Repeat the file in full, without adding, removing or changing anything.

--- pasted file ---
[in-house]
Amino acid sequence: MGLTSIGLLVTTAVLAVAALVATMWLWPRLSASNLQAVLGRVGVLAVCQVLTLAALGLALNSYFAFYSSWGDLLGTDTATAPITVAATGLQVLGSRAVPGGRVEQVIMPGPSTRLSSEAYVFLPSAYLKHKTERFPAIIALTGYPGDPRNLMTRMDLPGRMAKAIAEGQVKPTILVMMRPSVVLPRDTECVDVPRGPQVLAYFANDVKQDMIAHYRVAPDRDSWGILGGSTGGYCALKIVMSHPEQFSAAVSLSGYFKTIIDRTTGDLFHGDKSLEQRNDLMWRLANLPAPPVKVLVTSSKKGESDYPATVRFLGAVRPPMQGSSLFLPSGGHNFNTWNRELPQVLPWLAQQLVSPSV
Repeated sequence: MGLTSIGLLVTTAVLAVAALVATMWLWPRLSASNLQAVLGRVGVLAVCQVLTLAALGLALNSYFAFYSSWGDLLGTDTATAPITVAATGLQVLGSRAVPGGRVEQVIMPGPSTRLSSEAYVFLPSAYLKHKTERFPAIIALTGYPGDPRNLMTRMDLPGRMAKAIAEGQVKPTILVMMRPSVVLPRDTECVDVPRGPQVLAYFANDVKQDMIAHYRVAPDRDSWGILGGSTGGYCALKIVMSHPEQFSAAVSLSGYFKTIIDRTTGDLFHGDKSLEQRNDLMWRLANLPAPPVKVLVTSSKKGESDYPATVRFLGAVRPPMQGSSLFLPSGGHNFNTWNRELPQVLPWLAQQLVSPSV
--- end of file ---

[in-house]
Amino acid sequence: MGLTSIGLLVTTAVLAVAALVATMWLWPRLSASNLQAVLGRVGVLAVCQVLTLAALGLALNSYFAFYSSWGDLLGTDTATAPITVAATGLQVLGSRAVPGGRVEQVIMPGPSTRLSSEAYVFLPSAYLKHKTERFPAIIALTGYPGDPRNLMTRMDLPGRMAKAIAEGQVKPTILVMMRPSVVLPRDTECVDVPRGPQVLAYFANDVKQDMIAHYRVAPDRDSWGILGGSTGGYCALKIVMSHPEQFSAAVSLSGYFKTIIDRTTGDLFHGDKSLEQRNDLMWRLANLPAPPVKVLVTSSKKGESDYPATVRFLGAVRPPMQGSSLFLPSGGHNFNTWNRELPQVLPWLAQQLVSPSV
Repeated sequence: MGLTSIGLLVTTAVLAVAALVATMWLWPRLSASNLQAVLGRVGVLAVCQVLTLAALGLALNSYFAFYSSWGDLLGTDTATAPITVAATGLQVLGSRAVPGGRVEQVIMPGPSTRLSSEAYVFLPSAYLKHKTERFPAIIALTGYPGDPRNLMTRMDLPGRMAKAIAEGQVKPTILVMMRPSVVLPRDTECVDVPRGPQVLAYFANDVKQDMIAHYRVAPDRDSWGILGGSTGGYCALKIVMSHPEQFSAAVSLSGYFKTIIDRTTGDLFHGDKSLEQRNDLMWRLANLPAPPVKVLVTSSKKGESDYPATVRFLGAVRPPMQGSSLFLPSGGHNFNTWNRELPQVLPWLAQQLVSPSV